March 8, 2016 by Tammy Beasley, RDN, CEDRD, LD in Body Image, Nutrition, Tuesday's With Tammy How you see your body and how you think others see your body greatly affects how you feel about yourself. And how you feel about your body cannot be separated from how you treat that very same body…the fuel you give it and the things you ask it to do. When you look in the mirror, does it reflect the real you or is the image distorted? It may be time to clean your mirror to improve your reflection.
When you drive your car, you depend on your rear view mirror to see behind you, in order to drive safely and with purpose. You also need that mirror to be clean, not dusty or broken. Only a mirror free of dirt or broken glass can give the driver a true reflection of the situation. And regardless of the condition of the mirror, you cannot look in your mirror constantly and continue to move forward. You must look away from the mirror to concentrate on the road ahead. In fact, most of your driving requires a steady look ahead with just an occasional glimpse in the mirror’s reflection.
Likewise, your body image is the reflection you see in your body’s “rear view” mirror. The mirror often reflects what is in your past, behind you, and includes images that have been developed throughout your life. These images are influenced by things you have heard, read and seen. Over time, dirt may have accumulated and affects how clearly you can see what is really happening. Or your body image might even by broken from years of abuse or neglect. Do you spend more time looking back in the mirror’s reflection, unaware that it’s broken or dirty? Does looking back hinder your ability to move forward?
To move forward, it is important to work on cleaning and repairing your own “rear view mirror”, or body image. The rewards of a clear reflection help guarantee more security and confidence as you keep your eyes on the road ahead. So where do you start to make a difference?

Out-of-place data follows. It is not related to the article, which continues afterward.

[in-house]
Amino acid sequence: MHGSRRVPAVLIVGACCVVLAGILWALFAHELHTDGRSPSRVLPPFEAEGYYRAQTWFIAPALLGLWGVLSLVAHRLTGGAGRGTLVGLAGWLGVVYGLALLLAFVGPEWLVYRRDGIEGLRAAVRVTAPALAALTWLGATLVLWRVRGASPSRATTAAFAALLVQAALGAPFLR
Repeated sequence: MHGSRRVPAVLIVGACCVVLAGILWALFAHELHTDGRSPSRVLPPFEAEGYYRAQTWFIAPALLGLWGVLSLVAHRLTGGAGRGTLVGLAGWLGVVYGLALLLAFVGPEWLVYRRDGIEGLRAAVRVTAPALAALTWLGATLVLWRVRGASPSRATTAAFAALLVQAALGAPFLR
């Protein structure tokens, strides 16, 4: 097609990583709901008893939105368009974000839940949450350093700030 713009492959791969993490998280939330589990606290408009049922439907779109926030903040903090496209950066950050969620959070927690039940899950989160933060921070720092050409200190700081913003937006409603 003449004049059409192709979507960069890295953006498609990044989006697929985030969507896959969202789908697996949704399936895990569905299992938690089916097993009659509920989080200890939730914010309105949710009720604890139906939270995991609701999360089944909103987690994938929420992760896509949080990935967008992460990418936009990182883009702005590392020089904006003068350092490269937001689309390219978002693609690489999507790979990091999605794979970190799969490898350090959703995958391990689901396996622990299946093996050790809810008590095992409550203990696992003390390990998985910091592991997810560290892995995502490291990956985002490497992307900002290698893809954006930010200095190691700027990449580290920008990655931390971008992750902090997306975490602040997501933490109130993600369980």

First, work on believing that your body is capable of change. Remind yourself about all the things you have already accomplished, no matter how small, on your road towards recovery. Believe that your body image does not have to be limited to body weight changes only. Body image changes include how we relate to other people, how much we allow our thoughts about our body to affect our moods and how we interact socially.
Next, make a list of positive statements about your body that emphasize the way you want to think about yourself. For example, “my body deserves to be nurtured by food” or “I can enjoy a warm summer day wearing shorts regardless of my size.” Try to repeat this list to yourself at least once in the morning and once in the evening. You do not have to immediately feel or believe any of these positive statements as you say them, but do repeat them. Just like hearing a song on the radio repetitively until you notice that one day you know every word without even trying…new words and positive statements that you repeat frequently can begin erasing the build-up from the past, repairing the broken cracks and replacing your reflection with a more nurturing one.
A renewed and repaired body image does not necessarily mean that you love everything about your body every moment of every day. It DOES mean that you have a healthy self-identity, can appreciate the positive things that your body can do, and can let go of the past images that distort or block your view of the beauty that lies ahead.